This week’s prompts are very much inspired by the view outside of my window. So this week, things are looking a bit…
Now that the splendour of a new year has already started to wear off, and we’re burrowing down into the monochromatic gloom of January, it’s time to embrace it. Use it. Get creative with it.
So here are this week’s prompts:
People refer to the ‘grey area’: that murky place between black and white, good and bad. But no one ever told you that it was an actual, real place.
People aren’t born with the ability to see in colour; only shades of grey. Until they meet the person who’s destined to kill them.
It’s flesh was grey. Where there should have been scales, there were scars. Suddenly, Character A didn’t know why they’d taken up this quest in the first place.
Everyone writes a ghost story of hapless people encountering the Grey Lady. Well, she’s had enough, frankly. So here’s her side of the story.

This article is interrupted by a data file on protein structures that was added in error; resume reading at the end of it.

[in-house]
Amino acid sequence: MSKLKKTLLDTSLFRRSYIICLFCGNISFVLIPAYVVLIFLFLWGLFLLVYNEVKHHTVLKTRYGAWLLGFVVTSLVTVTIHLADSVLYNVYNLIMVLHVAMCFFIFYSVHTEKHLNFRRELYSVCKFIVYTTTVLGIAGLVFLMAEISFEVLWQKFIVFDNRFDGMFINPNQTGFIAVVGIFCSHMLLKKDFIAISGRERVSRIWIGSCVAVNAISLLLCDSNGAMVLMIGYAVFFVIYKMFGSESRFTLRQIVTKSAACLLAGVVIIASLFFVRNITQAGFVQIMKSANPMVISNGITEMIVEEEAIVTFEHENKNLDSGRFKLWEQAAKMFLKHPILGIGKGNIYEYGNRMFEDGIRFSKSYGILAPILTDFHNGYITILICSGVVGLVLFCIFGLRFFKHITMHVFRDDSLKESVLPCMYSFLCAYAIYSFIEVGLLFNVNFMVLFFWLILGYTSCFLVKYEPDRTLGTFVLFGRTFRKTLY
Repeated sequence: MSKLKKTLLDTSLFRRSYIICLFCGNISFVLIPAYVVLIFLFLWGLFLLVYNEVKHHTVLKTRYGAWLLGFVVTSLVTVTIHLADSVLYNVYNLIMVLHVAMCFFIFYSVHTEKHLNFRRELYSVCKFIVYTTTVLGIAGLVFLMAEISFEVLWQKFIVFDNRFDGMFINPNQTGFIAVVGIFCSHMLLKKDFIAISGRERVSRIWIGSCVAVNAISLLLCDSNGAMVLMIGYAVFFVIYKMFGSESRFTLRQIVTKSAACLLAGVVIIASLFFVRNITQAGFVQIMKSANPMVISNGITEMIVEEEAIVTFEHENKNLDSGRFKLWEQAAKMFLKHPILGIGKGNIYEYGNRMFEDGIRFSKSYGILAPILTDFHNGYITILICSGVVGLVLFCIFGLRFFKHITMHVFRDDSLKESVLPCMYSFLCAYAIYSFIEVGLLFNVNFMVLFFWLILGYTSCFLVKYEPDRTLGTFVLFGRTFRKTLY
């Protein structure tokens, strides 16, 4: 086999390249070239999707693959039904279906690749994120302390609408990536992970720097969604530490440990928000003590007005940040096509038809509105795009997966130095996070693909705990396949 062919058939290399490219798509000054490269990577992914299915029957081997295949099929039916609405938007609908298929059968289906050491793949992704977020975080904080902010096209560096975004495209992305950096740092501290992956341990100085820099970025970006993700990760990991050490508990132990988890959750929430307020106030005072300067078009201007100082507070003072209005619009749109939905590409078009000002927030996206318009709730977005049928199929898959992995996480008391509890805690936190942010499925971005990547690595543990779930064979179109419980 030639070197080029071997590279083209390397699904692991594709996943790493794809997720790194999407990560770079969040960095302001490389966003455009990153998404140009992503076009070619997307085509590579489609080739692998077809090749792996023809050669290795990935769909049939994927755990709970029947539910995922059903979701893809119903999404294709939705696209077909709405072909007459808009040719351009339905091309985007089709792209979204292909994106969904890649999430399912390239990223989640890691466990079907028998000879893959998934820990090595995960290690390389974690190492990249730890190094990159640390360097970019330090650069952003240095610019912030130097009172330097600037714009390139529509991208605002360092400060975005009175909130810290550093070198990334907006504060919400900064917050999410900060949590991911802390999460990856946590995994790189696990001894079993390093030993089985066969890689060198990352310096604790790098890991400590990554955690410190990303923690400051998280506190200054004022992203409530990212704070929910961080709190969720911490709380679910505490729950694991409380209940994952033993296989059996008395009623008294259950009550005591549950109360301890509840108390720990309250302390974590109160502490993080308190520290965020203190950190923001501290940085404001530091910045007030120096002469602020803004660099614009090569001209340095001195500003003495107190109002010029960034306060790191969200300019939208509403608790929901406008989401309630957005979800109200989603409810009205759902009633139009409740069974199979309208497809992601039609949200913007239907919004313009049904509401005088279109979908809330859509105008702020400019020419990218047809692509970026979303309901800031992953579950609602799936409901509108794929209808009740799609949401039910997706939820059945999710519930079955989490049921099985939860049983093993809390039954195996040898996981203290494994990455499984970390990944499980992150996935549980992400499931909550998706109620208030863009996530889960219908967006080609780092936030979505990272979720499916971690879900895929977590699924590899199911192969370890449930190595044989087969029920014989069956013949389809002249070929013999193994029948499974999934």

As Character A snuggled down into the warm, silky fur, they thought it could be worse. They may have been carried off by a beast, but so far it had proved far kinder to them than people.
Character A had collected dolls since before they could remember. They were ageless and beautiful. Their first ever doll was still in pristine condition on the shelf — or it was. Until Character A noticed a solitary grey hair growing from its head.
They had been stuck in this place for so long. When they finally glimpsed the light of day through an open doorway, they nearly wept with relief. The only problem? They light was filtered through a mass of grey, ghostly bodies which stood between them and freedom.
Aliens were supposed to be grey. Little grey men, that’s what they said. Turns out, aliens had been told the same about us.
Plumes of white and grey smoke billowed from the chimney. Character A kept watch. They had never seen a more satisfying sight.
Dorian Gray was a dick. His portrait didn’t know why no one else seemed to have cottoned on tot hat fact. Or, a tale from the perspective of Dorian Gray’s cursed portrait.
As always, if you want to share anything you’ve written for these prompts, reply below or share on Twitter @EditorHistory.